To preface, I have been planning to write this blog for some time now, and with the recent insurrection at the United States Capitol, it feels even more relevant than ever. The story of this blog is the death of one Publius Clodius Pulcher, a demagogue of the highest order during the waning days of … Continue reading When The Mob Rules
Many of the controversies and corruption have been well canvassed by the history books and schools alike. However, one sinister and morbid event that flew under my radar was the Cadaver Synod in the late 9th Century. Perhaps it is a lesser known event because it occurred before the papacy was the major political player … Continue reading The Cadaver Synod
The Roman Empire was a mess in the 3rd Century C.E. There was nonstop mismanagement from the different levels of the government up to the emperors themselves. This led to economic instability, and internal and external wars, as well as a constant turnover of emperors. Between the fall of the Severan Dynasty and the rise … Continue reading Too Big For One Man?
Keeping with the theme of the past few posts, I was recently pondering more about the Roman emperors and what made the average Roman like or dislike them. This always requires a fair amount of conjecture as there are holes in the historical record of the rich and famous, let alone the average and poor … Continue reading The Star Power of the Roman Emperors
Building off my last post about Nero's popularity with the common people, I was pondering what did it take to make a Roman emperor successful. The aforementioned Nero experienced popularity from the general populace of Rome, but from the end of his reign until modern times is considered one of the most disastrous emperors Rome … Continue reading What Made A Roman Emperor Successful?
Nero, the fifth emperor in the Julio-Claudian Dynasty, is infamous for his various acts of cruelty and debauchery, but in this post I am going to focus on his more positive characteristics - at least to some people. Even up until the end, the common people of Rome tended to love Nero. Why had they … Continue reading Why the Common People Loved Nero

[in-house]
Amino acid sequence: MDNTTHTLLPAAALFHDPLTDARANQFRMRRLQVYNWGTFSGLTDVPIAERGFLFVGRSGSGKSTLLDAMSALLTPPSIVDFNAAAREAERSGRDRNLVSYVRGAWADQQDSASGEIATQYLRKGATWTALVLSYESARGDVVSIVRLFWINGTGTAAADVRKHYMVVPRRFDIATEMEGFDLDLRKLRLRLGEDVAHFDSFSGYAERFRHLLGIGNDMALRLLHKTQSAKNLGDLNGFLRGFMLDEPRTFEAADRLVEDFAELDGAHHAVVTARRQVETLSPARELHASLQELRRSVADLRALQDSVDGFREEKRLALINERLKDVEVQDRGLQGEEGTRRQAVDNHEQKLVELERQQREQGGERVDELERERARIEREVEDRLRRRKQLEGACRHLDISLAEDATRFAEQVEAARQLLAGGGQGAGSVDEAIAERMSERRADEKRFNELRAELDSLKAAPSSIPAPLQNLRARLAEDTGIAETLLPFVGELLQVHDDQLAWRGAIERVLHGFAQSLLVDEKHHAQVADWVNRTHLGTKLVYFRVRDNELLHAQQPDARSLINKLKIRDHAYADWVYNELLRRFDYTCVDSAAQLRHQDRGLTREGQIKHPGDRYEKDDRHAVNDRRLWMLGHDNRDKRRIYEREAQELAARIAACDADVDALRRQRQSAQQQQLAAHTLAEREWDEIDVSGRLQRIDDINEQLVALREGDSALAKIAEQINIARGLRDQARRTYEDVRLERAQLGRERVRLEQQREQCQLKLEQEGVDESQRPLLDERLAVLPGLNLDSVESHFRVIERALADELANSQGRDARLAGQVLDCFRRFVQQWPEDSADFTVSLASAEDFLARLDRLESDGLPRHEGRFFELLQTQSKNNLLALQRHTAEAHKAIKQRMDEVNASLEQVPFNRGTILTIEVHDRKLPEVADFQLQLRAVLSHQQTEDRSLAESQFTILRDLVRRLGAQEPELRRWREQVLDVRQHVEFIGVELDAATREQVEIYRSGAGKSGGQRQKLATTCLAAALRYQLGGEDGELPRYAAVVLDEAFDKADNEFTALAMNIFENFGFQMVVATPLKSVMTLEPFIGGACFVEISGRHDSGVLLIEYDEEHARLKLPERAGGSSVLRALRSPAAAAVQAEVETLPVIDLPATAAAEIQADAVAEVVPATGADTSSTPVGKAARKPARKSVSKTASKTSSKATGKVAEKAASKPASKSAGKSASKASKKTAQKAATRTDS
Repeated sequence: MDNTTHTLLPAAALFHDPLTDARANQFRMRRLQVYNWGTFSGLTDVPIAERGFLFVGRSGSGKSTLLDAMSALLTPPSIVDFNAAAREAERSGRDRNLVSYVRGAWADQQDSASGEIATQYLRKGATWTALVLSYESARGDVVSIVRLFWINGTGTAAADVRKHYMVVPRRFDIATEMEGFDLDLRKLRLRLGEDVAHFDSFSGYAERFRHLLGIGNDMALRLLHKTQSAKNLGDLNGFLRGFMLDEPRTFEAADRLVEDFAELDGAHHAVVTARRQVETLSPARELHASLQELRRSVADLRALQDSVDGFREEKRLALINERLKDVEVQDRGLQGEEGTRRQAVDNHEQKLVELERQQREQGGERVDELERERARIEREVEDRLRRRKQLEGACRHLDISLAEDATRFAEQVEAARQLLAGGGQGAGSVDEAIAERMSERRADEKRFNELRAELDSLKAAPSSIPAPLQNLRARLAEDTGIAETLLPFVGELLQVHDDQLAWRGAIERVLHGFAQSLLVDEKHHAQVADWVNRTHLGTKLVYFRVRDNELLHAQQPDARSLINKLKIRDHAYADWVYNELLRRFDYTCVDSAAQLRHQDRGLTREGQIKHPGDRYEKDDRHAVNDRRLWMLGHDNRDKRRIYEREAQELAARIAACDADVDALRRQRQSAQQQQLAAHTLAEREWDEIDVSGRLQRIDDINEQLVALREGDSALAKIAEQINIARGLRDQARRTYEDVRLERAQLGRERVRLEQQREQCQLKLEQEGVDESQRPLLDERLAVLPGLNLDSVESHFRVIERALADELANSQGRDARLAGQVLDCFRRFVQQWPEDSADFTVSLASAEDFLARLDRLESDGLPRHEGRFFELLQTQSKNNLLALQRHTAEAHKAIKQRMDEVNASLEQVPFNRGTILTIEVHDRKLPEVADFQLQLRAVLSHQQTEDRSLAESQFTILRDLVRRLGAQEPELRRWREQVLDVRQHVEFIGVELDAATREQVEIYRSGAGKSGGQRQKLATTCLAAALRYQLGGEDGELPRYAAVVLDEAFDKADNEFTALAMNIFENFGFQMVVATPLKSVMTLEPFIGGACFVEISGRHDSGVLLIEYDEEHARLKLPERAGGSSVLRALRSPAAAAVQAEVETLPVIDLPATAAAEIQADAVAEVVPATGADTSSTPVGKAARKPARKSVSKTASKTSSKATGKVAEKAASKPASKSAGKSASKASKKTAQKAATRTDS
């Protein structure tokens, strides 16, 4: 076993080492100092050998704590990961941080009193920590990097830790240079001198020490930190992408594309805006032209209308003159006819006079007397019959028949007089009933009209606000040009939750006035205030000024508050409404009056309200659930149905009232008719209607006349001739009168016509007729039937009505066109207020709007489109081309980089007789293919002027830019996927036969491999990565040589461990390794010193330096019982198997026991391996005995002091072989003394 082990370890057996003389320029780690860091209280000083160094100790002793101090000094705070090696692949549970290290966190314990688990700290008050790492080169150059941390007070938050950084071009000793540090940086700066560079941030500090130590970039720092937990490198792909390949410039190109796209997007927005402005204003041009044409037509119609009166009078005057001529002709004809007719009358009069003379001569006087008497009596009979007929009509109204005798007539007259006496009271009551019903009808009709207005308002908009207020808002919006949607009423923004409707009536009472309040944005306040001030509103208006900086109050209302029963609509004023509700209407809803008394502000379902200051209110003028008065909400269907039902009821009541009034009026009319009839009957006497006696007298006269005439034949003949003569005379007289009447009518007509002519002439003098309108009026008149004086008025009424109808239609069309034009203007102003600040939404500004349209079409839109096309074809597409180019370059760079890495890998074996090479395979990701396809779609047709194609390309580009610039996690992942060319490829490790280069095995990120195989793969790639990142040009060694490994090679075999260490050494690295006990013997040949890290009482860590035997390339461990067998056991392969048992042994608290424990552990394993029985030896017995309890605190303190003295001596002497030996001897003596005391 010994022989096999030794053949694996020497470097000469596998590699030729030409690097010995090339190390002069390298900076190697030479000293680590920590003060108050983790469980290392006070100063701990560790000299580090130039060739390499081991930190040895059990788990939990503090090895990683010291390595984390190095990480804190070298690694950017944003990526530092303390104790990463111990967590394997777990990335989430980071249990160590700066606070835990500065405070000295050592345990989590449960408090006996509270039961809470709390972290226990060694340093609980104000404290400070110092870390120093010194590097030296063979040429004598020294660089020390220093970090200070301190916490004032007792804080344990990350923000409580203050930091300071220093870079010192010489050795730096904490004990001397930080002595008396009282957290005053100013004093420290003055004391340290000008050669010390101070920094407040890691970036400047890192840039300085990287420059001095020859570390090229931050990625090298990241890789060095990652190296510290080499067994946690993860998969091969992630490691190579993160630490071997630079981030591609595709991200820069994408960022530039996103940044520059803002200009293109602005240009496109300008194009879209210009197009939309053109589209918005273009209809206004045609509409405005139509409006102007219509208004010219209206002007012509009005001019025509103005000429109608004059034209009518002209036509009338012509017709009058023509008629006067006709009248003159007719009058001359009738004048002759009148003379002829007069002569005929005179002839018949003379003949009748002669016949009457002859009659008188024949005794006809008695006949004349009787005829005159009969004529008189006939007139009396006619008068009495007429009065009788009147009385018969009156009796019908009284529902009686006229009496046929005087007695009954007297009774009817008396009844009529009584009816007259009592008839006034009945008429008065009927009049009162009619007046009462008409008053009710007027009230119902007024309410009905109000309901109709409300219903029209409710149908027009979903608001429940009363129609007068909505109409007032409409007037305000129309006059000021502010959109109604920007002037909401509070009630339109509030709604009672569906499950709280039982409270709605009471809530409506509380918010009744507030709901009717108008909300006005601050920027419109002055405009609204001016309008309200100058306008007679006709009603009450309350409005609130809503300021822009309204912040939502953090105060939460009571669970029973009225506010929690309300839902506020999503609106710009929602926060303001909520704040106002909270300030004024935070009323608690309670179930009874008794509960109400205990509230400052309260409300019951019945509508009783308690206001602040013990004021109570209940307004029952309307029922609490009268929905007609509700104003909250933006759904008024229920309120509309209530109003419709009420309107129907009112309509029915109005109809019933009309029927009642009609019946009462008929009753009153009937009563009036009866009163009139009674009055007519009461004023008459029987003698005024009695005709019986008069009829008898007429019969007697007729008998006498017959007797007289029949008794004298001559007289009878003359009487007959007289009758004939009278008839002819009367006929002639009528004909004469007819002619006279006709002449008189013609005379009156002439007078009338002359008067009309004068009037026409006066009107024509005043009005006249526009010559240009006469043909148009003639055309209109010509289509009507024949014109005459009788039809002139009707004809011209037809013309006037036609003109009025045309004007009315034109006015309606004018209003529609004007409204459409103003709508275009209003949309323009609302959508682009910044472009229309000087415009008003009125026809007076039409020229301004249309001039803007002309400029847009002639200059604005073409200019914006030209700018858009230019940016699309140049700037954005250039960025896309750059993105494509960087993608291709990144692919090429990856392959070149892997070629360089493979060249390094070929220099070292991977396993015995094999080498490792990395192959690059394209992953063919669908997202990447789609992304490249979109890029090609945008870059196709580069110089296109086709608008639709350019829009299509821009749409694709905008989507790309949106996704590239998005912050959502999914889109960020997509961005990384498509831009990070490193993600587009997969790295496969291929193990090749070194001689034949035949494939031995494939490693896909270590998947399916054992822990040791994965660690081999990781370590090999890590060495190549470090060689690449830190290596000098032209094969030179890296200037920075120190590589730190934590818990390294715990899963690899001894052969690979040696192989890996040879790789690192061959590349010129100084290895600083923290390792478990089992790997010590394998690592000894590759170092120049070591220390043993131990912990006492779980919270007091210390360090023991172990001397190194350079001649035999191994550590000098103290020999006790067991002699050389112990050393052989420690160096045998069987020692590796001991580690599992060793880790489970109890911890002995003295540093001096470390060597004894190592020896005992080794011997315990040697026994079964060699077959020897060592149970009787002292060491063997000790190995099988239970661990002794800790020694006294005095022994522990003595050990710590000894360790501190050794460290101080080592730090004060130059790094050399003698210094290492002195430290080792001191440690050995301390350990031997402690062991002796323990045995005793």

Emperor Tiberius had the unenviable task of following the legendary first emperor, Augustus, who reigned over Rome for over 40 years. Indeed, Tiberius had not even been Augustus' first or second choice to succeed him, but due to a series of unfortunate deaths in the imperial family, the job ended up falling to him. Though … Continue reading Tiberius – The Military Man Who Set a Non-Military Model
It is common knowledge that the western world has adopted much of its language from the ancient Greek world. However, where the Greeks began to develop their written language is perhaps less well known. It came from the alphabet used by legendary maritime traders of the time, the Phoenicians. The Greeks completed a massive overhaul … Continue reading Oldest Written Words in the West
At this point in time, the very survival of America sits in the balance. If it is not a matter for complete survival, then it is certainly at least a struggle for survival as a world power. I have been wondering whether history will view the events of 2020 as the moment that spurred the … Continue reading Unrest in Rome: Hope for America?
There were many characteristics that made Julius Caesar one of the most dynamic, fascinating people in history. However, what may have set him apart from many other movers of history might be the speed at which he lived his life. His ability to complete the tasks at hand created an almost unstoppable force for those … Continue reading The Remarkable Speed and Endurance of Julius Caesar